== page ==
Digital heritage: why the number of dead people on Facebook profiles could soon outnumber the living

An image to illustrate Facebook profiles, and digital heritage
© iStock/dolphfyn

The Oxford Internet Institute has predicted that the number of dead people on Facebook profiles could outnumber the living within the next fifty years. What are the implications for digital heritage?

The Oxford Internet Institute (OII) predict, based on 2018 Facebook profile levels, at least 1.4 billion members will die before 2100, meaning that the dead could outnumber the living by 2070.

Additionally the researchers note that if Facebook continues to expand at its current rates, the number of deceased Facebook users could reach 4.9 billion by the end of the century.

What is digital heritage?

UNESCO’s definition of heritage is: “our legacy from the past, what we live with today, and what we pass on to future generations.”

Building on this definition, UNESCO wrote: “Digital heritage is made up of computer-based materials of enduring value that should be kept for future generations. Digital heritage emanates from different communities, industries, sectors and regions. Not all digital materials are of enduring value, but those that are require active preservation approaches if continuity of digital heritage is to be maintained.”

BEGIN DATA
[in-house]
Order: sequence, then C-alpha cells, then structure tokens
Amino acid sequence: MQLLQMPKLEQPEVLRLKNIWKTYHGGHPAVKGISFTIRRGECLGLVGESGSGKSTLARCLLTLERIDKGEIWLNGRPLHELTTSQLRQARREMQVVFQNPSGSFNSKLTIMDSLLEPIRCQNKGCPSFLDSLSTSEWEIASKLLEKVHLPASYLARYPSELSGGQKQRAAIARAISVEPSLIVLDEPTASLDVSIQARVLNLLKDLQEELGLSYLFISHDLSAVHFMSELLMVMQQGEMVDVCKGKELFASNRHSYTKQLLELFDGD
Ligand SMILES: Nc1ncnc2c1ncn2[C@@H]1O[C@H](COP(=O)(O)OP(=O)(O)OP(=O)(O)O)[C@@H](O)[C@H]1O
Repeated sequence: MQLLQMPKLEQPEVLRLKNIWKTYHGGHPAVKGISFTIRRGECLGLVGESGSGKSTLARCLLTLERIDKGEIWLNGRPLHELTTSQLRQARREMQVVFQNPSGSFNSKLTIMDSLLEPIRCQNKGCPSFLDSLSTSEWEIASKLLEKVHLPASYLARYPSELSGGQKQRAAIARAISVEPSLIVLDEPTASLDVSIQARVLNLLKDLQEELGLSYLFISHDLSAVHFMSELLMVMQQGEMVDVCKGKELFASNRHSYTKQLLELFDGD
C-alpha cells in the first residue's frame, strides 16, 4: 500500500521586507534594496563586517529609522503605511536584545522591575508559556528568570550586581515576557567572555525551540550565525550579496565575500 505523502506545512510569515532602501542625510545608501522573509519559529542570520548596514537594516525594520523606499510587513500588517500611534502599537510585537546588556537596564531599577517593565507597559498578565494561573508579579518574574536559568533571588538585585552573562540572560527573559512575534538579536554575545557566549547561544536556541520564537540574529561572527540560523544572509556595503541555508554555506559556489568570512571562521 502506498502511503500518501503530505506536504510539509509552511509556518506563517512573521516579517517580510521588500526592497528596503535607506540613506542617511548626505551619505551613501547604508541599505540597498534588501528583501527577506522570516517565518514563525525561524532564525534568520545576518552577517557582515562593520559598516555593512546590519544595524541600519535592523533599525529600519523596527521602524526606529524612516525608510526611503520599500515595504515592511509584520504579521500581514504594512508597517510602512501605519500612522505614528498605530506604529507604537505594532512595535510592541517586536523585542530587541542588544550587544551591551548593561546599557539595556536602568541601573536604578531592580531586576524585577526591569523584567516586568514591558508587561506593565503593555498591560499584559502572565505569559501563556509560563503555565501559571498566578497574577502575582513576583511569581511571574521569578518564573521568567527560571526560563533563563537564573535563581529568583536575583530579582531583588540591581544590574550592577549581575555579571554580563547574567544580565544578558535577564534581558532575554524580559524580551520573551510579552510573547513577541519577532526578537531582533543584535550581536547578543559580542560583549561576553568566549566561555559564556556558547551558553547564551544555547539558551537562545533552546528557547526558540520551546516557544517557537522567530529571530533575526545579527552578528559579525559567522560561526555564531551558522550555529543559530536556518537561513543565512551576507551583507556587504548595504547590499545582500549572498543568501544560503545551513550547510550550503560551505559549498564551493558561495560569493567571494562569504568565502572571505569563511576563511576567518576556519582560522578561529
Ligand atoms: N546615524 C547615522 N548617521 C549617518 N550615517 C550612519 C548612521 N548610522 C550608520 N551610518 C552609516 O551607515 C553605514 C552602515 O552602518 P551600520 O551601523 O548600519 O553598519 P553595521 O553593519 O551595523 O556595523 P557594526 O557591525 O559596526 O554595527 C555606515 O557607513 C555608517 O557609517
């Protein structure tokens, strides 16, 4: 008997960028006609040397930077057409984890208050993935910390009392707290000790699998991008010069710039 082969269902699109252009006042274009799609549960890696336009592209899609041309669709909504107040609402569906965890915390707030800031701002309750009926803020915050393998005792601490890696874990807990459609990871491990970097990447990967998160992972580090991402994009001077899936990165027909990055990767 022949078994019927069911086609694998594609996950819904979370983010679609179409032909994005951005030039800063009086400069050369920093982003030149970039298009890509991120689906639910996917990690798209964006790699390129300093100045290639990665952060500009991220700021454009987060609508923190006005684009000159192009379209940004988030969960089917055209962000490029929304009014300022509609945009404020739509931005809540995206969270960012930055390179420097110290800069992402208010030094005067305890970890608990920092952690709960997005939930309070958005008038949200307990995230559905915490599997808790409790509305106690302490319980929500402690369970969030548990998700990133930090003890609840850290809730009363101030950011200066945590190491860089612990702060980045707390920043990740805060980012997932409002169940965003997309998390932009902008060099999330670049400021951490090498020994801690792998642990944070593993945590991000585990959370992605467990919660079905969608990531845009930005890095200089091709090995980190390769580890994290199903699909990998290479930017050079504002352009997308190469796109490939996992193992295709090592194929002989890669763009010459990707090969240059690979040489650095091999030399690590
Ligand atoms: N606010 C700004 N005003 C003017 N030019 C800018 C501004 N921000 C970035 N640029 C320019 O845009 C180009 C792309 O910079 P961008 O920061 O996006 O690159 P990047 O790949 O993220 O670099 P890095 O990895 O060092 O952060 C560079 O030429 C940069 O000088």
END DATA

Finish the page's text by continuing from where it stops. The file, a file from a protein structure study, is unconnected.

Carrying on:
The new findings on Facebook profiles

Lead author Carl Öhman, a doctoral candidate at the OII, explained: “These statistics give rise to new and difficult questions around who has the right to all this data, how should it be managed in the best interests of the families and friends of the deceased and its use by future historians to understand the past.”

Implications for the future of digital heritage

Öhman added: “On a societal level, we have just begun asking these questions and we have a long way to go. The management of our digital remains will eventually affect everyone who uses social media, since all of us will one day pass away and leave our data behind. But the totality of the deceased user profiles also amounts to something larger than the sum of its parts. It is, or will at least become, part of our global digital heritage.”

Co-author David Watson, also a DPhil student at the OII, commented: “Facebook should invite historians, archivists, archaeologists and ethicists to participate in the process of curating the vast volume of accumulated data that we leave behind as we pass away. This is not just about finding solutions that will be sustainable for the next couple of years, but possibly for many decades ahead.”

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